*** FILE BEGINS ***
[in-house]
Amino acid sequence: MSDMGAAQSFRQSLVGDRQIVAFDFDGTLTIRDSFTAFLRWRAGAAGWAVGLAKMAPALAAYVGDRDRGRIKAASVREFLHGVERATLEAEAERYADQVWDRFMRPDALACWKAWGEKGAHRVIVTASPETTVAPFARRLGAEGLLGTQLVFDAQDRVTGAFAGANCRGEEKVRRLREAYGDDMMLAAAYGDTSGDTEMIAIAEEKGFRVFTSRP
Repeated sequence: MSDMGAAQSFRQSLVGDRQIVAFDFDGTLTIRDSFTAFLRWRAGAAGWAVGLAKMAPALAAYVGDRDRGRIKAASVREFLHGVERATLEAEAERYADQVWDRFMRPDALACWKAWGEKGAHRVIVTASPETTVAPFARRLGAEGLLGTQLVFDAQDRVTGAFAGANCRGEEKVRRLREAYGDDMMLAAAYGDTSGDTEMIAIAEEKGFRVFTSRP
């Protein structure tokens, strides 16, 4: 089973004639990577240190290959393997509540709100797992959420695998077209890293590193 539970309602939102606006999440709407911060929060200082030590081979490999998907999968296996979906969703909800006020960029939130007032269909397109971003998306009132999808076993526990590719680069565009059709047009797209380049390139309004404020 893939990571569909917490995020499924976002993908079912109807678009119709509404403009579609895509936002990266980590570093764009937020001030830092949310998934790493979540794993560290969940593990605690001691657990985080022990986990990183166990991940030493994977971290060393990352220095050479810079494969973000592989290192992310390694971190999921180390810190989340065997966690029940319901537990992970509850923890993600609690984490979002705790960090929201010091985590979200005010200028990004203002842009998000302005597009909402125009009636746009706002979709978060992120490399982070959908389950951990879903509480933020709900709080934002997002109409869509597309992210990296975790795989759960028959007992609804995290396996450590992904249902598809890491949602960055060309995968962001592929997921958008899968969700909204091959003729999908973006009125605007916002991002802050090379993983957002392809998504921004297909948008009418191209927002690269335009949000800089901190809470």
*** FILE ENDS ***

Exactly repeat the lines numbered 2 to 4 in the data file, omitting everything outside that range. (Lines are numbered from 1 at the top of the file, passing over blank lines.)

Amino acid sequence: MSDMGAAQSFRQSLVGDRQIVAFDFDGTLTIRDSFTAFLRWRAGAAGWAVGLAKMAPALAAYVGDRDRGRIKAASVREFLHGVERATLEAEAERYADQVWDRFMRPDALACWKAWGEKGAHRVIVTASPETTVAPFARRLGAEGLLGTQLVFDAQDRVTGAFAGANCRGEEKVRRLREAYGDDMMLAAAYGDTSGDTEMIAIAEEKGFRVFTSRP
Repeated sequence: MSDMGAAQSFRQSLVGDRQIVAFDFDGTLTIRDSFTAFLRWRAGAAGWAVGLAKMAPALAAYVGDRDRGRIKAASVREFLHGVERATLEAEAERYADQVWDRFMRPDALACWKAWGEKGAHRVIVTASPETTVAPFARRLGAEGLLGTQLVFDAQDRVTGAFAGANCRGEEKVRRLREAYGDDMMLAAAYGDTSGDTEMIAIAEEKGFRVFTSRP
């Protein structure tokens, strides 16, 4: 089973004639990577240190290959393997509540709100797992959420695998077209890293590193 539970309602939102606006999440709407911060929060200082030590081979490999998907999968296996979906969703909800006020960029939130007032269909397109971003998306009132999808076993526990590719680069565009059709047009797209380049390139309004404020 893939990571569909917490995020499924976002993908079912109807678009119709509404403009579609895509936002990266980590570093764009937020001030830092949310998934790493979540794993560290969940593990605690001691657990985080022990986990990183166990991940030493994977971290060393990352220095050479810079494969973000592989290192992310390694971190999921180390810190989340065997966690029940319901537990992970509850923890993600609690984490979002705790960090929201010091985590979200005010200028990004203002842009998000302005597009909402125009009636746009706002979709978060992120490399982070959908389950951990879903509480933020709900709080934002997002109409869509597309992210990296975790795989759960028959007992609804995290396996450590992904249902598809890491949602960055060309995968962001592929997921958008899968969700909204091959003729999908973006009125605007916002991002802050090379993983957002392809998504921004297909948008009418191209927002690269335009949000800089901190809470």